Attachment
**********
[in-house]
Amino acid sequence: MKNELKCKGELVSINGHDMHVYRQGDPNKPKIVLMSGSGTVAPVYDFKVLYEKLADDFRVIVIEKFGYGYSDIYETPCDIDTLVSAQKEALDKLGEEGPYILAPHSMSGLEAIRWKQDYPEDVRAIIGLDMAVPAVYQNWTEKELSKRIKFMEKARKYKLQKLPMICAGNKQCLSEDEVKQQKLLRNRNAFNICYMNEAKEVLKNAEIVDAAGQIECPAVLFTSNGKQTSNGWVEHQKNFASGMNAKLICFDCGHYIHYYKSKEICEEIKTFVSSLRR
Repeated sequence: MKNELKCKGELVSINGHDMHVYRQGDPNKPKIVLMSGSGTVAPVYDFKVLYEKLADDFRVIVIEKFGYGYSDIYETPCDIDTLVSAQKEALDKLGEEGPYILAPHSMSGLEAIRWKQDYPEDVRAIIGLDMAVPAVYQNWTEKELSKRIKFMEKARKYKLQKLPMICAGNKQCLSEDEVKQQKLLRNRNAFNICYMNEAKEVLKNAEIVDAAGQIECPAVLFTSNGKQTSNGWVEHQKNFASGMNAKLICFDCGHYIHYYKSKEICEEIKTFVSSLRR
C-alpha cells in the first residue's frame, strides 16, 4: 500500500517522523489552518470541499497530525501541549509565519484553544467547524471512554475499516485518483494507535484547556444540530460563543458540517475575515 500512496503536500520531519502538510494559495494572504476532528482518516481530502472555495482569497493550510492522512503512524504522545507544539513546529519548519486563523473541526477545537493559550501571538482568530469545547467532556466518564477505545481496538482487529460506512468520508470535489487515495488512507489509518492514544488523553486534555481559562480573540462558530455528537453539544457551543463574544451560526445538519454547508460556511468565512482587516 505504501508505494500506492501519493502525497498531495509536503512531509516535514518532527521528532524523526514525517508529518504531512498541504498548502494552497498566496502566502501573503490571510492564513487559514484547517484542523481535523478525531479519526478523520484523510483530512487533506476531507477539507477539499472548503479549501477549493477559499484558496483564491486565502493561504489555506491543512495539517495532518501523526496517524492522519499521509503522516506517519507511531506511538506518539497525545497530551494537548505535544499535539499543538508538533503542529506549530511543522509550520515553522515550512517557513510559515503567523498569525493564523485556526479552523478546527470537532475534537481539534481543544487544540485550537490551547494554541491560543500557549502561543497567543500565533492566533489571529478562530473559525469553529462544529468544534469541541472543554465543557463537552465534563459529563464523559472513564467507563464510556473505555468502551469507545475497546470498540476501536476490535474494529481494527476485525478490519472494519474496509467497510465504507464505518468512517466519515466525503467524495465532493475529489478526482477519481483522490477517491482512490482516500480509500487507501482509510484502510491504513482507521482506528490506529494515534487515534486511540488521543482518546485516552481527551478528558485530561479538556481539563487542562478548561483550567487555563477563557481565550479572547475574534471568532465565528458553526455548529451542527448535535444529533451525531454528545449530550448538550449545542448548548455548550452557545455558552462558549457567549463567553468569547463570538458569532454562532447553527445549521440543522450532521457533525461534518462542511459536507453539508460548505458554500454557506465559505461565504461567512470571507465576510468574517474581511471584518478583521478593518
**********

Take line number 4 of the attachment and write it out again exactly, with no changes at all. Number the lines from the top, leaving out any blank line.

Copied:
C-alpha cells in the first residue's frame, strides 16, 4: 500500500517522523489552518470541499497530525501541549509565519484553544467547524471512554475499516485518483494507535484547556444540530460563543458540517475575515 500512496503536500520531519502538510494559495494572504476532528482518516481530502472555495482569497493550510492522512503512524504522545507544539513546529519548519486563523473541526477545537493559550501571538482568530469545547467532556466518564477505545481496538482487529460506512468520508470535489487515495488512507489509518492514544488523553486534555481559562480573540462558530455528537453539544457551543463574544451560526445538519454547508460556511468565512482587516 505504501508505494500506492501519493502525497498531495509536503512531509516535514518532527521528532524523526514525517508529518504531512498541504498548502494552497498566496502566502501573503490571510492564513487559514484547517484542523481535523478525531479519526478523520484523510483530512487533506476531507477539507477539499472548503479549501477549493477559499484558496483564491486565502493561504489555506491543512495539517495532518501523526496517524492522519499521509503522516506517519507511531506511538506518539497525545497530551494537548505535544499535539499543538508538533503542529506549530511543522509550520515553522515550512517557513510559515503567523498569525493564523485556526479552523478546527470537532475534537481539534481543544487544540485550537490551547494554541491560543500557549502561543497567543500565533492566533489571529478562530473559525469553529462544529468544534469541541472543554465543557463537552465534563459529563464523559472513564467507563464510556473505555468502551469507545475497546470498540476501536476490535474494529481494527476485525478490519472494519474496509467497510465504507464505518468512517466519515466525503467524495465532493475529489478526482477519481483522490477517491482512490482516500480509500487507501482509510484502510491504513482507521482506528490506529494515534487515534486511540488521543482518546485516552481527551478528558485530561479538556481539563487542562478548561483550567487555563477563557481565550479572547475574534471568532465565528458553526455548529451542527448535535444529533451525531454528545449530550448538550449545542448548548455548550452557545455558552462558549457567549463567553468569547463570538458569532454562532447553527445549521440543522450532521457533525461534518462542511459536507453539508460548505458554500454557506465559505461565504461567512470571507465576510468574517474581511471584518478583521478593518